Cross-posted from Appalachian Voices
Story by Yuri Woodstock
There exists, under our feet, a cornucopia of edible or medicinal plants, fungi and algae. The wide variety of beneficial species in Appalachia—and their application to a multitude of ailments—comprises a massive realm of knowledge. A Peterson field guide lists wild sarsaparilla root, for example, as a folk remedy for stomachaches, coughs, burns, boils, ulcers, fevers, infections and rheumatism, among others.
The trick is to start somewhere, with herbs that are already abundant in your surroundings. The following is a brief guide to using a few common Appalachian plants in less-than-common ways. Information was gathered from Peterson’s Guide to Medicinal Plants and Herbs and plant expert Joe Hollis.
The first on our list is already propagated for consumption and found ubiquitous in the American diet. Corn (Zea mays), however, has another side altogether, contained in its silk. A simple tea from corn silk strands is known as a diuretic and is beneficial to the urinary tract. It is used to treat cystitis, urethritis and prostatitis, and prevents the formation of bladder stones. Corn silk is also considered useful in childbirth, encouraging contractions of the uterus. Corn seeds contain allantoin, a cell-proliferant (in common with comfrey) that speeds the healing of wounds.
Another vegetable with uncommon uses is pumpkin (Cucurbita pepo). The crushed seeds are considered a powerful anti-worming remedy. Mix with milk and honey and drink at breakfast for three days, then purge with castor oil. Pumpkin is also rich in immunity-building zinc, and the juice is beneficial externally for burns and rashes.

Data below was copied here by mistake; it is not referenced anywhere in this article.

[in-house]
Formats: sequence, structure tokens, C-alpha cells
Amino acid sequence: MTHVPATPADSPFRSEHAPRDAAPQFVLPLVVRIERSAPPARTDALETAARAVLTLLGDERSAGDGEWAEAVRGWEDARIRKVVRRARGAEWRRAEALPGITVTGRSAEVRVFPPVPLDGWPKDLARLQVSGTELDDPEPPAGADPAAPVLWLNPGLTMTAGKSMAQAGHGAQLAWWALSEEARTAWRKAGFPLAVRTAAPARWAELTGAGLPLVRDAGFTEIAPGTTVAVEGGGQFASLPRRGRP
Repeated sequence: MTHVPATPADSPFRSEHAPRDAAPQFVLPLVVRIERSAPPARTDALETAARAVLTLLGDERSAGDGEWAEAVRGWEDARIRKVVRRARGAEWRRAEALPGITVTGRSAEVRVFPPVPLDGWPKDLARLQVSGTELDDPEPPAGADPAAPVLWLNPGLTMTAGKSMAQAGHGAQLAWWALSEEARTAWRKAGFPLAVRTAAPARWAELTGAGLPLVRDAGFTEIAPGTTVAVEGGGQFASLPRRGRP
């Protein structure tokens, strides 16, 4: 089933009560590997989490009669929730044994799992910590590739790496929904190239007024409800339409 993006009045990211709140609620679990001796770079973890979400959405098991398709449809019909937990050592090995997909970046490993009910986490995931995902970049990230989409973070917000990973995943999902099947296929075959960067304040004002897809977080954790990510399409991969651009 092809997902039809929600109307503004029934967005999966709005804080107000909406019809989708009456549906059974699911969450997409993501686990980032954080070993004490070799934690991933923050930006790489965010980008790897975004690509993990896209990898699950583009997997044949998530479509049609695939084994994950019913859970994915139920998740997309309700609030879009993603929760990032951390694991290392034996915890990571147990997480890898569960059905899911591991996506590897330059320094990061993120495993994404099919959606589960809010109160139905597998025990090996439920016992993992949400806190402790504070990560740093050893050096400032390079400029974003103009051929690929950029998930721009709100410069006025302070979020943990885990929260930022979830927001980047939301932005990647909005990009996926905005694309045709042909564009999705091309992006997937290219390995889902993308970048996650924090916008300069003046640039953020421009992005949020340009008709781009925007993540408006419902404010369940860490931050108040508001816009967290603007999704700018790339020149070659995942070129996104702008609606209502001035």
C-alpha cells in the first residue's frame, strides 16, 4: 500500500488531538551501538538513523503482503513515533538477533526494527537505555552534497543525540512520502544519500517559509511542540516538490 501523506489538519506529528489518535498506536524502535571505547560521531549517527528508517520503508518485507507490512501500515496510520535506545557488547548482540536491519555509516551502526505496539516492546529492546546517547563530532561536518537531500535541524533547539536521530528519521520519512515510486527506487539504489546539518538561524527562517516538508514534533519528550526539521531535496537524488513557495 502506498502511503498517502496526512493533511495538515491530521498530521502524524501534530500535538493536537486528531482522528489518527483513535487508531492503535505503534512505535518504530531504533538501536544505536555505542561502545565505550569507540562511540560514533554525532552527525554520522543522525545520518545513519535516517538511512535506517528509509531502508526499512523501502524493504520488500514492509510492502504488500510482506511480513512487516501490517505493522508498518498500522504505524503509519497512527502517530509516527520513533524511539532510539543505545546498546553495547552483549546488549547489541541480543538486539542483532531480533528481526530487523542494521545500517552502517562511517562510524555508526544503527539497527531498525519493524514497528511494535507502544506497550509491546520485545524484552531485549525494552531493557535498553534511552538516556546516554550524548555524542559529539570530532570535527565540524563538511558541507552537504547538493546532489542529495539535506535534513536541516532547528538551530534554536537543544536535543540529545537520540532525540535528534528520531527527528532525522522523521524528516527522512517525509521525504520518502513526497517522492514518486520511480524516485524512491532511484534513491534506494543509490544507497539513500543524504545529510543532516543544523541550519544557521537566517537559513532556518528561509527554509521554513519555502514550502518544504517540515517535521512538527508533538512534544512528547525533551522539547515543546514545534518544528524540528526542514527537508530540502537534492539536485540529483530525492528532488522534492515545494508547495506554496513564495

One extremely widespread species is Plantago major, or common plantain, a plant usually found in domestic lawns. A tea from the leaves is thought to ease stomach ailments and diarrhea. Plantain is known as an antibacterial, expectorant (cleanses lungs), an astringent (discourages bleeding) and an anti-inflammatory. Externally, this plant is especially useful for bug bites and stings. Chew up a leaf and press the substance on a bee sting; the pain usually stops within a minute.
If you’ve ever encountered stinging nettle (Urtica dioica), you probably knew it all too well. But nettle sting is actually known to promote circulation, and has been used to treat arthritis. A leaf tea is also considered useful against any sort of itch, anemia, gout, glandular diseases and spleen ailments. It is also a depressant, and has a relaxing effect.
St. John’s Wort (Hypericum perforatum) is a yellow flowering herb common to this region but originally from Europe. Tinctures and oil extracts can be used externally on wounds, burns, sores and even varicose veins. St. John’s Wort is thought to be especially useful in healing areas where nerve damage has occurred. Internally, this remedy has been used to treat depression, anxiety and PMS.
Read the original post here:
Folk Remedies: Useful Plants From Your Backyard